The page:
This widens the scope of investment by FPIs who wish to make short term investments in debt.

Further the requirements of single/group investor-wise limits in corporate bonds are not applicable to investments by Multilateral Financial Institutions and investments by FPIs in ‘Exempted Securities’.

Thus this amendment brings in more options for FPIs to invest without having to consider the single/group investor-wise limits.

Relaxations in “Voluntary Retention Route” for FPIs

The Voluntary Retention Route for FPIs was first introduced on March 01, 2019[3] with a view to enable FPIs to invest in debt markets in India. FPI investments through this route are free from the macro-prudential regulations and other regulatory norms applicable to FPI investment in debt markets subject to the condition that the FPIs voluntarily commit to retain a required minimum percentage of their investments in India for a specified period.

Subsequently the scheme was amended on 24th May, 2019[4].

On 23rd January, 2020[5] the RBI has brought in certain relaxations to the above VRR scheme. The changes made are most certainly welcome since it increases the scope of the scheme and provides relaxations to FPIs. The highlights are as under –

Increase in investment cap –

Investment through the VRR for FPIs was earlier subject to a cap of Rs. 75,000 crores. As on date around Rs. 54,300 crores has already been invested in the scheme. Thus based on feedback from the market and in consultation with the Government it was decided to increase the said investment limit to Rs. 1,50,000 crores.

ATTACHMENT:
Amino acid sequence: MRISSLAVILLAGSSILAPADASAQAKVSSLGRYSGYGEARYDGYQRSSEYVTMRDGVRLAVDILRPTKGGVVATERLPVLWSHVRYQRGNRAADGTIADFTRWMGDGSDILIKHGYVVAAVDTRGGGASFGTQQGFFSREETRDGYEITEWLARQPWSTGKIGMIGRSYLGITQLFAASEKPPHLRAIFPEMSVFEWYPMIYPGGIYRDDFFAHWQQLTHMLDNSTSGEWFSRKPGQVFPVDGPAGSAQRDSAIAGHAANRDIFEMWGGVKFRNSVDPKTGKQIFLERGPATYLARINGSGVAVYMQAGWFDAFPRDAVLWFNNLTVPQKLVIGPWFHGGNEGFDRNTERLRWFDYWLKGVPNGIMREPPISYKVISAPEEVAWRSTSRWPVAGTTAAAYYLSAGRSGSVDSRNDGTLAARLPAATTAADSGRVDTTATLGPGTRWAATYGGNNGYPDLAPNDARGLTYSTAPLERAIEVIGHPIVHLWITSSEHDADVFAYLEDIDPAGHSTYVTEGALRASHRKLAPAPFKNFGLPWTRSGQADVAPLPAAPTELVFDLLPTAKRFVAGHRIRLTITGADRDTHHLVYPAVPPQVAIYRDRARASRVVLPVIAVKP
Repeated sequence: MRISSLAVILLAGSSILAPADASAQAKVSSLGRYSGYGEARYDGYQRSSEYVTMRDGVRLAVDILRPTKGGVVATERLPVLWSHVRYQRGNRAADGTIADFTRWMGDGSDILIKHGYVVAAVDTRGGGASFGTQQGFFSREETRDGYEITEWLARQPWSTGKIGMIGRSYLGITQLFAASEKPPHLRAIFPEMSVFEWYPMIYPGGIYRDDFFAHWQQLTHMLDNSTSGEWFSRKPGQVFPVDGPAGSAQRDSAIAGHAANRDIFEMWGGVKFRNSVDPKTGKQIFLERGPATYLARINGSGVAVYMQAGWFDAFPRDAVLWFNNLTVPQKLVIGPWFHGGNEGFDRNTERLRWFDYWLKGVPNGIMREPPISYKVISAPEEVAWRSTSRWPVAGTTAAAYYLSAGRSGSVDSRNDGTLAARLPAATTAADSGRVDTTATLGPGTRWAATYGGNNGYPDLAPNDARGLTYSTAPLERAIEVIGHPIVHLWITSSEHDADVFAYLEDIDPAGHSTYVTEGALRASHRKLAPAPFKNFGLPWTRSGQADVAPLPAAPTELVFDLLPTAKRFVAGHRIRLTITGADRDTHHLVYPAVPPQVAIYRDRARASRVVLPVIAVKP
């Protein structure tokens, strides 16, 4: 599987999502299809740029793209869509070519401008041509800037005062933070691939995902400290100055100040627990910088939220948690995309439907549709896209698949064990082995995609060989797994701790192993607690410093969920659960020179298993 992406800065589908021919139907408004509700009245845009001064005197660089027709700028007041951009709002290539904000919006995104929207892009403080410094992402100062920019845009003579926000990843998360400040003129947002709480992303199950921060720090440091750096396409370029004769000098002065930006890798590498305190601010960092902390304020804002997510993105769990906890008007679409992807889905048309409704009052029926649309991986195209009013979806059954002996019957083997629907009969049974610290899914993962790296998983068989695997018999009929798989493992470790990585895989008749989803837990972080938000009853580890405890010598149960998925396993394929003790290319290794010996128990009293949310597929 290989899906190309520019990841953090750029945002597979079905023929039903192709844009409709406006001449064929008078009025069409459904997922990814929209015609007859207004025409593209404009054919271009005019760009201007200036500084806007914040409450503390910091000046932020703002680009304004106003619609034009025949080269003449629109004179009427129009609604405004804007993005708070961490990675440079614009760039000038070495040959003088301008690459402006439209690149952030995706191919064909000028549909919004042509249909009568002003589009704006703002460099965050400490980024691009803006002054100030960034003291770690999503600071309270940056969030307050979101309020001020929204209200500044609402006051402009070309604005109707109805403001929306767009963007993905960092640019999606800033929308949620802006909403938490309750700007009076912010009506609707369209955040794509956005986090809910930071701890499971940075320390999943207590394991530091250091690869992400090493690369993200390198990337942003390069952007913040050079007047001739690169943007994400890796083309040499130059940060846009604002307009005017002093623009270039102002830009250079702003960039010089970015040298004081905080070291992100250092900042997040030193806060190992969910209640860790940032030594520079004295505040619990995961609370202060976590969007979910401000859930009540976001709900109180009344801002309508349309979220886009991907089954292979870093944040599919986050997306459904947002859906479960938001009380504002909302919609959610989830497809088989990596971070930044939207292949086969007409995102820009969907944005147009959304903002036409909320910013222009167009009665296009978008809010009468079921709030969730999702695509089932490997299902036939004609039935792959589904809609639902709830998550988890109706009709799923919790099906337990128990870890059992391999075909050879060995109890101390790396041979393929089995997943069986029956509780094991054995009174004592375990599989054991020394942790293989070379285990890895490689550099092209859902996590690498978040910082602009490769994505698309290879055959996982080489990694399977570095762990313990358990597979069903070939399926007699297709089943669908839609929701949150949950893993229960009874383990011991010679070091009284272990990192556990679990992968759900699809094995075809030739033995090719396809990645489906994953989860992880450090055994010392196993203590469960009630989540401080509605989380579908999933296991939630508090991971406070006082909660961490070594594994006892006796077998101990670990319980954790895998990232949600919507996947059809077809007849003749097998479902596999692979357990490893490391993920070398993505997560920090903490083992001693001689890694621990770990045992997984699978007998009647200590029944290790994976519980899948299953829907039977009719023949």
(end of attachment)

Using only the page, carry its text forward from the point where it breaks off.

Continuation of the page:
Transfer of investments made under General Investment Limit to VRR –

‘General Investment Limit’, for any one of the three categories, viz., Central Government Securities, State Development Loans or Corporate Debt Instruments, means the FPI investment limits announced for these categories under the Medium Term Framework, in terms of RBI Circular dated April 6, 2018, as modified from time to time.

Now the RBI has allowed FPIs to transfer their investments made under the above mentioned limit to the VRR scheme.

Investment in ETFs that trade invest only in debt

Earlier under the VRR scheme, investments were allowed in the following –

  • Any Government Securities i.e., Central Government dated Securities (G-Secs), Treasury Bills (T-bills) as well as State Development Loans (SDLs);
  • Any instrument listed under Schedule 1 to Foreign Exchange Management (Debt Instruments) Regulations, 2019 notified, vide, Notification dated October 17, 2019, other than those specified at 1A(a) and 1A(d) of that schedule;